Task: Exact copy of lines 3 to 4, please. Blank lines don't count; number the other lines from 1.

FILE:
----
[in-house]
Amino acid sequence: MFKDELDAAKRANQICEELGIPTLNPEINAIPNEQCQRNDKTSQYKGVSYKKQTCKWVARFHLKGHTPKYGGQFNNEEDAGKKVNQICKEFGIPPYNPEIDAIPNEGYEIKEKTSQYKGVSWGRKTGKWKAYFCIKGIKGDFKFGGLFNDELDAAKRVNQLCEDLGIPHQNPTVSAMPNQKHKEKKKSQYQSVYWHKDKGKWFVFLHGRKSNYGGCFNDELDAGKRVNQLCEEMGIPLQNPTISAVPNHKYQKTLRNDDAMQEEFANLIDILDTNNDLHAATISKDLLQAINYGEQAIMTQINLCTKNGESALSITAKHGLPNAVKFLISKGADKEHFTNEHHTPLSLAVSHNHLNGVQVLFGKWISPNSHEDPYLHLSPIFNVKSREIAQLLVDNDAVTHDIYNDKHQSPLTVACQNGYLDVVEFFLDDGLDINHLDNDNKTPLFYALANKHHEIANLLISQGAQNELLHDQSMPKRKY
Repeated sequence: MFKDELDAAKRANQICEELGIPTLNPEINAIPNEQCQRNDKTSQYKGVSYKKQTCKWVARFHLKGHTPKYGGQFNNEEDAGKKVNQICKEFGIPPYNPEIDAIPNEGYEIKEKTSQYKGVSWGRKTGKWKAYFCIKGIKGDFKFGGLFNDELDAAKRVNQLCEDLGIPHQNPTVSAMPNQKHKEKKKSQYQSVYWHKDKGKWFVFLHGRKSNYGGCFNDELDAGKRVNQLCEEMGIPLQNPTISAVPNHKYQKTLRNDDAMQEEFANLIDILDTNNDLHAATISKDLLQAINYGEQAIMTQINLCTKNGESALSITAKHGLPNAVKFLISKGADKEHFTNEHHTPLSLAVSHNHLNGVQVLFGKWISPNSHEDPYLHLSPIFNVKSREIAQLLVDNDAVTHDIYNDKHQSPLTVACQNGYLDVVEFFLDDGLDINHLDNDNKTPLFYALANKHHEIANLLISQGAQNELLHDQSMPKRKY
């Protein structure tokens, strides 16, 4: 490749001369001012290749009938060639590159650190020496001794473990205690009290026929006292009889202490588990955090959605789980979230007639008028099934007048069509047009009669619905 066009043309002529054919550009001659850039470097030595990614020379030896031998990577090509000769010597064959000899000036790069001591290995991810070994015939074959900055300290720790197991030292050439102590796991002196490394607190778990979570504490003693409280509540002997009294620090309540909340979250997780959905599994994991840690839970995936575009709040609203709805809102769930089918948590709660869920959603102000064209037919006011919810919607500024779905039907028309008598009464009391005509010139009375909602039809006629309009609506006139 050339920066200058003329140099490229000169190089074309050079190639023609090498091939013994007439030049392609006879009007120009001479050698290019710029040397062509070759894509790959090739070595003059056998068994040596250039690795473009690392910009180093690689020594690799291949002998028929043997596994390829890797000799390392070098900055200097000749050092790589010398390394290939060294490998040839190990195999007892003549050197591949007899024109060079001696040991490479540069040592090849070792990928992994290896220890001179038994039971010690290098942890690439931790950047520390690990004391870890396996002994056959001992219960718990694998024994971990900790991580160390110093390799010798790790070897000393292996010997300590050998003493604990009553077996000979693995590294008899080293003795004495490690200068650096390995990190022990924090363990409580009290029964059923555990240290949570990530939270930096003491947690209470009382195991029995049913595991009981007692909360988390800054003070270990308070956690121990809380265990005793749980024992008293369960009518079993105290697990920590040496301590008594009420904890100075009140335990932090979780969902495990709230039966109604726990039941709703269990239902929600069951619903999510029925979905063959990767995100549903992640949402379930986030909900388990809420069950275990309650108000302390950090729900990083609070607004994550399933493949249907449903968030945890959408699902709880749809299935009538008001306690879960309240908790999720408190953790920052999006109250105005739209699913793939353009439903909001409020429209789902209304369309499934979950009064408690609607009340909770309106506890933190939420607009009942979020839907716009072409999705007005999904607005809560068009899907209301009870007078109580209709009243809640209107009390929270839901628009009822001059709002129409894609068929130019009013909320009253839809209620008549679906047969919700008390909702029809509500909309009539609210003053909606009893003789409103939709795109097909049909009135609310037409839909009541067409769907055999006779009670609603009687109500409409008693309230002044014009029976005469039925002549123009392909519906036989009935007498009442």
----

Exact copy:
Repeated sequence: MFKDELDAAKRANQICEELGIPTLNPEINAIPNEQCQRNDKTSQYKGVSYKKQTCKWVARFHLKGHTPKYGGQFNNEEDAGKKVNQICKEFGIPPYNPEIDAIPNEGYEIKEKTSQYKGVSWGRKTGKWKAYFCIKGIKGDFKFGGLFNDELDAAKRVNQLCEDLGIPHQNPTVSAMPNQKHKEKKKSQYQSVYWHKDKGKWFVFLHGRKSNYGGCFNDELDAGKRVNQLCEEMGIPLQNPTISAVPNHKYQKTLRNDDAMQEEFANLIDILDTNNDLHAATISKDLLQAINYGEQAIMTQINLCTKNGESALSITAKHGLPNAVKFLISKGADKEHFTNEHHTPLSLAVSHNHLNGVQVLFGKWISPNSHEDPYLHLSPIFNVKSREIAQLLVDNDAVTHDIYNDKHQSPLTVACQNGYLDVVEFFLDDGLDINHLDNDNKTPLFYALANKHHEIANLLISQGAQNELLHDQSMPKRKY
């Protein structure tokens, strides 16, 4: 490749001369001012290749009938060639590159650190020496001794473990205690009290026929006292009889202490588990955090959605789980979230007639008028099934007048069509047009009669619905 066009043309002529054919550009001659850039470097030595990614020379030896031998990577090509000769010597064959000899000036790069001591290995991810070994015939074959900055300290720790197991030292050439102590796991002196490394607190778990979570504490003693409280509540002997009294620090309540909340979250997780959905599994994991840690839970995936575009709040609203709805809102769930089918948590709660869920959603102000064209037919006011919810919607500024779905039907028309008598009464009391005509010139009375909602039809006629309009609506006139 050339920066200058003329140099490229000169190089074309050079190639023609090498091939013994007439030049392609006879009007120009001479050698290019710029040397062509070759894509790959090739070595003059056998068994040596250039690795473009690392910009180093690689020594690799291949002998028929043997596994390829890797000799390392070098900055200097000749050092790589010398390394290939060294490998040839190990195999007892003549050197591949007899024109060079001696040991490479540069040592090849070792990928992994290896220890001179038994039971010690290098942890690439931790950047520390690990004391870890396996002994056959001992219960718990694998024994971990900790991580160390110093390799010798790790070897000393292996010997300590050998003493604990009553077996000979693995590294008899080293003795004495490690200068650096390995990190022990924090363990409580009290029964059923555990240290949570990530939270930096003491947690209470009382195991029995049913595991009981007692909360988390800054003070270990308070956690121990809380265990005793749980024992008293369960009518079993105290697990920590040496301590008594009420904890100075009140335990932090979780969902495990709230039966109604726990039941709703269990239902929600069951619903999510029925979905063959990767995100549903992640949402379930986030909900388990809420069950275990309650108000302390950090729900990083609070607004994550399933493949249907449903968030945890959408699902709880749809299935009538008001306690879960309240908790999720408190953790920052999006109250105005739209699913793939353009439903909001409020429209789902209304369309499934979950009064408690609607009340909770309106506890933190939420607009009942979020839907716009072409999705007005999904607005809560068009899907209301009870007078109580209709009243809640209107009390929270839901628009009822001059709002129409894609068929130019009013909320009253839809209620008549679906047969919700008390909702029809509500909309009539609210003053909606009893003789409103939709795109097909049909009135609310037409839909009541067409769907055999006779009670609603009687109500409409008693309230002044014009029976005469039925002549123009392909519906036989009935007498009442």